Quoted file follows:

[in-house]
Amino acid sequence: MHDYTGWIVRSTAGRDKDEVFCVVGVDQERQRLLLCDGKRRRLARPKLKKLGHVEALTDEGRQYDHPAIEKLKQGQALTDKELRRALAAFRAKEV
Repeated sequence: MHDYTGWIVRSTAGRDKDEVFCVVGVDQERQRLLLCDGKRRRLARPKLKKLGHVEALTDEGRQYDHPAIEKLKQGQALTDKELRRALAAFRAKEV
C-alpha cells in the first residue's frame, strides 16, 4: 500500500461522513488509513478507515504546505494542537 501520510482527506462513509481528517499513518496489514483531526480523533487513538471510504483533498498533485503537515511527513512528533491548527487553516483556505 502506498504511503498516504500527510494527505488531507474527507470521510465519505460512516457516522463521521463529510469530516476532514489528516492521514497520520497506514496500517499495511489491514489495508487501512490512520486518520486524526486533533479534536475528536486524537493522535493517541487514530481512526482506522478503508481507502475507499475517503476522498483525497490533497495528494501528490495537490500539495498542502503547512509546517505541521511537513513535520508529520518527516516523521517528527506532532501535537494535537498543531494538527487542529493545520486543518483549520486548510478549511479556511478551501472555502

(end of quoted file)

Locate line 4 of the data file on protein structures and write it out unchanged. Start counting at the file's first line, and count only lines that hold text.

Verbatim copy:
C-alpha cells in the first residue's frame, strides 16, 4: 500500500461522513488509513478507515504546505494542537 501520510482527506462513509481528517499513518496489514483531526480523533487513538471510504483533498498533485503537515511527513512528533491548527487553516483556505 502506498504511503498516504500527510494527505488531507474527507470521510465519505460512516457516522463521521463529510469530516476532514489528516492521514497520520497506514496500517499495511489491514489495508487501512490512520486518520486524526486533533479534536475528536486524537493522535493517541487514530481512526482506522478503508481507502475507499475517503476522498483525497490533497495528494501528490495537490500539495498542502503547512509546517505541521511537513513535520508529520518527516516523521517528527506532532501535537494535537498543531494538527487542529493545520486543518483549520486548510478549511479556511478551501472555502